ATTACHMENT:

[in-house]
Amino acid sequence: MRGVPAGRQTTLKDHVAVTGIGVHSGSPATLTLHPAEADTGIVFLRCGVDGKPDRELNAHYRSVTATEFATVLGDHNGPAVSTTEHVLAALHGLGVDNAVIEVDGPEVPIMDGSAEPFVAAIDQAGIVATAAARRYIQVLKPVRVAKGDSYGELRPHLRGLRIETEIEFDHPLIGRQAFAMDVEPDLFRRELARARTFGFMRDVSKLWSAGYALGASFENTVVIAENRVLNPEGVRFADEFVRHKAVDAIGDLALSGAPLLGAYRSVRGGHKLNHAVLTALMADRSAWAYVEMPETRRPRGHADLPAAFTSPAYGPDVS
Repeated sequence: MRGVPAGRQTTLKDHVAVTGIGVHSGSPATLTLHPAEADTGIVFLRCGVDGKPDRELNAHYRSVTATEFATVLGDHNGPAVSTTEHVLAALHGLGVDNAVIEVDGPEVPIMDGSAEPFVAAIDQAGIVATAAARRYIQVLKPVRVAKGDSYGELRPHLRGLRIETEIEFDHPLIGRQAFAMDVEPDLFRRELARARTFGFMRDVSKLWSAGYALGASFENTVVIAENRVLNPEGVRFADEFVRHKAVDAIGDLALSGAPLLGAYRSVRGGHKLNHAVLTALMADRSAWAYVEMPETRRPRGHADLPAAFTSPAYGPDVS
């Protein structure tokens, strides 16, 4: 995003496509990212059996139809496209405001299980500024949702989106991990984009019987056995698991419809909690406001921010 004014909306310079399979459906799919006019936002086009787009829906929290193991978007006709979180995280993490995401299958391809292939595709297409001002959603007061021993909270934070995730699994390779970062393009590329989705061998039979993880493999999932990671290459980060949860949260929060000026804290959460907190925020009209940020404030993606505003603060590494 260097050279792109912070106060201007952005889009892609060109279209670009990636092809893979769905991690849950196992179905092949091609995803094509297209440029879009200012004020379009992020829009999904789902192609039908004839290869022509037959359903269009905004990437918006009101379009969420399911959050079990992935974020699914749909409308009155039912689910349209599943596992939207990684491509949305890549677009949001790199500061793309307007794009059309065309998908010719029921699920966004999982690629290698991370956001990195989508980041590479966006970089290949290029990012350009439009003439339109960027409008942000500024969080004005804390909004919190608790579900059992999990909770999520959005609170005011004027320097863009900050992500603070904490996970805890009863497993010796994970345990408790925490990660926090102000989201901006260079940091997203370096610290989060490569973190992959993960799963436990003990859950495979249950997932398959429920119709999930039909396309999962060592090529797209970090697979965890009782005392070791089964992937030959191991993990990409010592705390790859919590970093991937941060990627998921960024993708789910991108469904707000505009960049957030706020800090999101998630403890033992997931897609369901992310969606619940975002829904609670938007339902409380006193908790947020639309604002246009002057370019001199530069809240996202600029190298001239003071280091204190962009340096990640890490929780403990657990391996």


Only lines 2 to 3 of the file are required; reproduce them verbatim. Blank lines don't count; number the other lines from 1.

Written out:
Amino acid sequence: MRGVPAGRQTTLKDHVAVTGIGVHSGSPATLTLHPAEADTGIVFLRCGVDGKPDRELNAHYRSVTATEFATVLGDHNGPAVSTTEHVLAALHGLGVDNAVIEVDGPEVPIMDGSAEPFVAAIDQAGIVATAAARRYIQVLKPVRVAKGDSYGELRPHLRGLRIETEIEFDHPLIGRQAFAMDVEPDLFRRELARARTFGFMRDVSKLWSAGYALGASFENTVVIAENRVLNPEGVRFADEFVRHKAVDAIGDLALSGAPLLGAYRSVRGGHKLNHAVLTALMADRSAWAYVEMPETRRPRGHADLPAAFTSPAYGPDVS
Repeated sequence: MRGVPAGRQTTLKDHVAVTGIGVHSGSPATLTLHPAEADTGIVFLRCGVDGKPDRELNAHYRSVTATEFATVLGDHNGPAVSTTEHVLAALHGLGVDNAVIEVDGPEVPIMDGSAEPFVAAIDQAGIVATAAARRYIQVLKPVRVAKGDSYGELRPHLRGLRIETEIEFDHPLIGRQAFAMDVEPDLFRRELARARTFGFMRDVSKLWSAGYALGASFENTVVIAENRVLNPEGVRFADEFVRHKAVDAIGDLALSGAPLLGAYRSVRGGHKLNHAVLTALMADRSAWAYVEMPETRRPRGHADLPAAFTSPAYGPDVS